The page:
or (4) were created by his fraud, Under the bankruptcy act of 1867 the list embezzlement, misappropriation, or defalca- of debts excluded from the operation of the tion while acting as an officer, or in any discharge was considerably larger. In § 33, fiduciary capacity."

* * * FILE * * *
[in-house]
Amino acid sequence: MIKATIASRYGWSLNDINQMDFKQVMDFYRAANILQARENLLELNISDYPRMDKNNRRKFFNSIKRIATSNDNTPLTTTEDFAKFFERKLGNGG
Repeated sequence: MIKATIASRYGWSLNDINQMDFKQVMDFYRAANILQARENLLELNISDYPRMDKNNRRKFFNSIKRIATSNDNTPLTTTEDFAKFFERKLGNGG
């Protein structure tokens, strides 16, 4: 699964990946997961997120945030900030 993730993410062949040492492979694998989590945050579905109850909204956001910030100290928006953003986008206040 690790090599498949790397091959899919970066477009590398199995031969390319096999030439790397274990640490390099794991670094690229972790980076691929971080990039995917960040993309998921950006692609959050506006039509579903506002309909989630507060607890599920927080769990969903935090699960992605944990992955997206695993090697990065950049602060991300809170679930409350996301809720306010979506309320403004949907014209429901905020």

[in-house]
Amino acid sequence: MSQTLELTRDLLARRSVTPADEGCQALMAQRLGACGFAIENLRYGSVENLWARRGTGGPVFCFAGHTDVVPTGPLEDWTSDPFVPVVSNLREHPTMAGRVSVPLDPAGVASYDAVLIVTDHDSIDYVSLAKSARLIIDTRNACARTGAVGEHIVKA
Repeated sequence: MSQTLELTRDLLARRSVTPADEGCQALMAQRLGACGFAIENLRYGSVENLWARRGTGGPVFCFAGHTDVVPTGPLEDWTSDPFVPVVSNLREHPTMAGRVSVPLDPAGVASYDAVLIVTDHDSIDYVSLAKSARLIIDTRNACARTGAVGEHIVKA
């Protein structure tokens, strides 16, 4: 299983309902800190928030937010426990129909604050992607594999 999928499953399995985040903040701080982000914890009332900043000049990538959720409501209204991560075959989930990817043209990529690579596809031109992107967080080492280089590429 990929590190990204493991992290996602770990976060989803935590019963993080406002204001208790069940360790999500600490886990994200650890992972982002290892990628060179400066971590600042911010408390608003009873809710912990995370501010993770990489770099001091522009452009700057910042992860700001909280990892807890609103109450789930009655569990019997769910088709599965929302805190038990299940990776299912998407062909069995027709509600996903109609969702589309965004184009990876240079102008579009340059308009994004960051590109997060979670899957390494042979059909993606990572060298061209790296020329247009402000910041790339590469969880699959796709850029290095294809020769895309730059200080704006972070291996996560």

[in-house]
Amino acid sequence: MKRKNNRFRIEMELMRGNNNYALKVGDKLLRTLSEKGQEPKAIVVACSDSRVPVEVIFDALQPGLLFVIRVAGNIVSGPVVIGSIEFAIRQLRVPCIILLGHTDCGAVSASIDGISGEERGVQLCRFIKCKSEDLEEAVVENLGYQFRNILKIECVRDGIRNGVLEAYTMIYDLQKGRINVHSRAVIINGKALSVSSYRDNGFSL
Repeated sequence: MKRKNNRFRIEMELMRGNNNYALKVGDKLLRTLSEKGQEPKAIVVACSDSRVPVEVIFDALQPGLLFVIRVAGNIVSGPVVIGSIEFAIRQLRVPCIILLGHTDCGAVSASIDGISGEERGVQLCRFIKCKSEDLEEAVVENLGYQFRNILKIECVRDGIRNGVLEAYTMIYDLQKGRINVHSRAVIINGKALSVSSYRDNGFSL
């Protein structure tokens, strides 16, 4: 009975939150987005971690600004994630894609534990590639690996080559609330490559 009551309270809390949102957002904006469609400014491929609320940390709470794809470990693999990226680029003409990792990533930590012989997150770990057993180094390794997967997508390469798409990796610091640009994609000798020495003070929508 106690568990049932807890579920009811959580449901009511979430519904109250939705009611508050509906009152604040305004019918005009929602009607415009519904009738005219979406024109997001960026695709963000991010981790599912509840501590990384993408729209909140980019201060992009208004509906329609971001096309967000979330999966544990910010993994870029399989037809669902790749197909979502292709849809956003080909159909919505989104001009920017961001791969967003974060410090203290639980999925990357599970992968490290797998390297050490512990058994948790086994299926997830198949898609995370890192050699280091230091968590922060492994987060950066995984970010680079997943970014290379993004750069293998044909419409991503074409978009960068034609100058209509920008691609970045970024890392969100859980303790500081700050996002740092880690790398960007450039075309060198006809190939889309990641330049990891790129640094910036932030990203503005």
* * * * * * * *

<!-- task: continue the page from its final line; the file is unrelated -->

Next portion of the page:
Revised Statutes, 5117, it was declared Do these words apply to all debts created thatby the fraud, embezzlement, misappropria- "No debt created by the fraud or embezzle. tion of the bankrupt, or only to such as were ment of the bankrupt, or by his defalcation created while he was acting as an officer or as a public officer, or while acting in any in some fiduciary capacity? The fact that fiduciary character, shall be discharged unthe 2d subdivision of § 17 excepted from the der this act; but the debt may be proved, discharge "all judgments in actions for and the dividend thereon shall be a payment frauds, or of obtaining property by false pre- on account of said debt.” [14 Stat. at L. tenses, or false representations,” indicates 533, chap. 176.] quite clearly that, as to frauds in general, The language of this section is so clear it was the intention of Congress only to ex- as to require no construction. It is plain cept from the discharge such as had been re- and explicit to the effect that the fraud and duced to judgment, unless they fall within embezzlement of the bankrupt need not have the 4th subdivision, of those created by the been committed by him while acting as an fraud, embezzlement, misappropriation, or officer or in a fiduciary character, and that this character relates only to his defalcation. not pretended that the claim was created But, under the act of 1898, there is no such by the bankrupt’s ‘fraud, embezzlement, misseverance in the fourth paragraph as would appropriation, or defalcation while acting as authorize us to say that the term "fiduciary an officer, or in any fiduciary capacity.' capacity” did not extend back to the words "The contention that 'fraud' should be "fraud, embezzlement, and misappropria segregated from the qualifying language tion.” It was the opinion of the supreme 'while acting as an officer or in any fiduciary court of Illinois that "a mere change in capacity is without merit. Such interprephraseology, apparently for the sake of tation would not only destroy the grammatibrevity, rendering the meaning somewhat ob- cal construction of the sentence and contrascure, cannot be regarded as showing a leg- vene its plain meaning, but would likewise islative intent to depart so radically from be inconsistent with paragraph 2 of the same precedents established by previous bank- section, that a creditor should have obtained ruptcy legislation and judicial decisions as a judgment in an action for fraud in order to provide that debts created by the fraud or to override a discharge in bankruptcy." embezzlement of the bankrupt should be re- A like construction was given to subd. 4 leased by his discharge in bankruptcy, unless by the supreme court of Missouri in Goodsuch fraud or embezzlement should be com- man v. Herman, 172 Mo. 344, 60 L. R. A. mitted while the bankrupt was acting as a 885, 72 S. W. 546, by the supreme court of public officer, or in a fiduciary capacity.” Minnesota in Gee v. Gee, 84 Minn. 384, 87